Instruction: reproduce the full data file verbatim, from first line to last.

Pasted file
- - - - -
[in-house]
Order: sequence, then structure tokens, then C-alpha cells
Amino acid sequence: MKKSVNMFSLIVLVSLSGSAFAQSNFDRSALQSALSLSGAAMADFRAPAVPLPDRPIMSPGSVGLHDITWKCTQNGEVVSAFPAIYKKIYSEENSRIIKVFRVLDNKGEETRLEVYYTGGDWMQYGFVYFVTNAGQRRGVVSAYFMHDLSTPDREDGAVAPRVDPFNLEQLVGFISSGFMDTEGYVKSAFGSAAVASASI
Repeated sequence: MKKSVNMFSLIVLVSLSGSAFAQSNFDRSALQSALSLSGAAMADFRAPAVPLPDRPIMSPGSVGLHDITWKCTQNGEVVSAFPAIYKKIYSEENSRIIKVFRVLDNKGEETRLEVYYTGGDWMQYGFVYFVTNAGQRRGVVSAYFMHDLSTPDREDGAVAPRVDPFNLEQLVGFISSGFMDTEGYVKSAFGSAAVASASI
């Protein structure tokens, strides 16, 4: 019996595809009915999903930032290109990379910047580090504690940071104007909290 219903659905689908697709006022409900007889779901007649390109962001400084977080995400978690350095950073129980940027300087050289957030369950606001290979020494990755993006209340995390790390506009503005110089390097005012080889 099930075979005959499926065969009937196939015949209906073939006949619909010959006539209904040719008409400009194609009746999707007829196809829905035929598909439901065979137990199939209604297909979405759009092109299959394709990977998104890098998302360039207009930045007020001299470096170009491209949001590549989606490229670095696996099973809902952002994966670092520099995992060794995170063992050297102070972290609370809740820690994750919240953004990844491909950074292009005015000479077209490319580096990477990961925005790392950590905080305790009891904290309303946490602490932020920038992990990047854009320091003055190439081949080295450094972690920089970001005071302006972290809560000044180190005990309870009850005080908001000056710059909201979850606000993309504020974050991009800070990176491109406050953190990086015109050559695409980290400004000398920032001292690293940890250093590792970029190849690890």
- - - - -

[in-house]
Order: sequence, then structure tokens, then C-alpha cells
Amino acid sequence: MKKSVNMFSLIVLVSLSGSAFAQSNFDRSALQSALSLSGAAMADFRAPAVPLPDRPIMSPGSVGLHDITWKCTQNGEVVSAFPAIYKKIYSEENSRIIKVFRVLDNKGEETRLEVYYTGGDWMQYGFVYFVTNAGQRRGVVSAYFMHDLSTPDREDGAVAPRVDPFNLEQLVGFISSGFMDTEGYVKSAFGSAAVASASI
Repeated sequence: MKKSVNMFSLIVLVSLSGSAFAQSNFDRSALQSALSLSGAAMADFRAPAVPLPDRPIMSPGSVGLHDITWKCTQNGEVVSAFPAIYKKIYSEENSRIIKVFRVLDNKGEETRLEVYYTGGDWMQYGFVYFVTNAGQRRGVVSAYFMHDLSTPDREDGAVAPRVDPFNLEQLVGFISSGFMDTEGYVKSAFGSAAVASASI
């Protein structure tokens, strides 16, 4: 019996595809009915999903930032290109990379910047580090504690940071104007909290 219903659905689908697709006022409900007889779901007649390109962001400084977080995400978690350095950073129980940027300087050289957030369950606001290979020494990755993006209340995390790390506009503005110089390097005012080889 099930075979005959499926065969009937196939015949209906073939006949619909010959006539209904040719008409400009194609009746999707007829196809829905035929598909439901065979137990199939209604297909979405759009092109299959394709990977998104890098998302360039207009930045007020001299470096170009491209949001590549989606490229670095696996099973809902952002994966670092520099995992060794995170063992050297102070972290609370809740820690994750919240953004990844491909950074292009005015000479077209490319580096990477990961925005790392950590905080305790009891904290309303946490602490932020920038992990990047854009320091003055190439081949080295450094972690920089970001005071302006972290809560000044180190005990309870009850005080908001000056710059909201979850606000993309504020974050991009800070990176491109406050953190990086015109050559695409980290400004000398920032001292690293940890250093590792970029190849690890």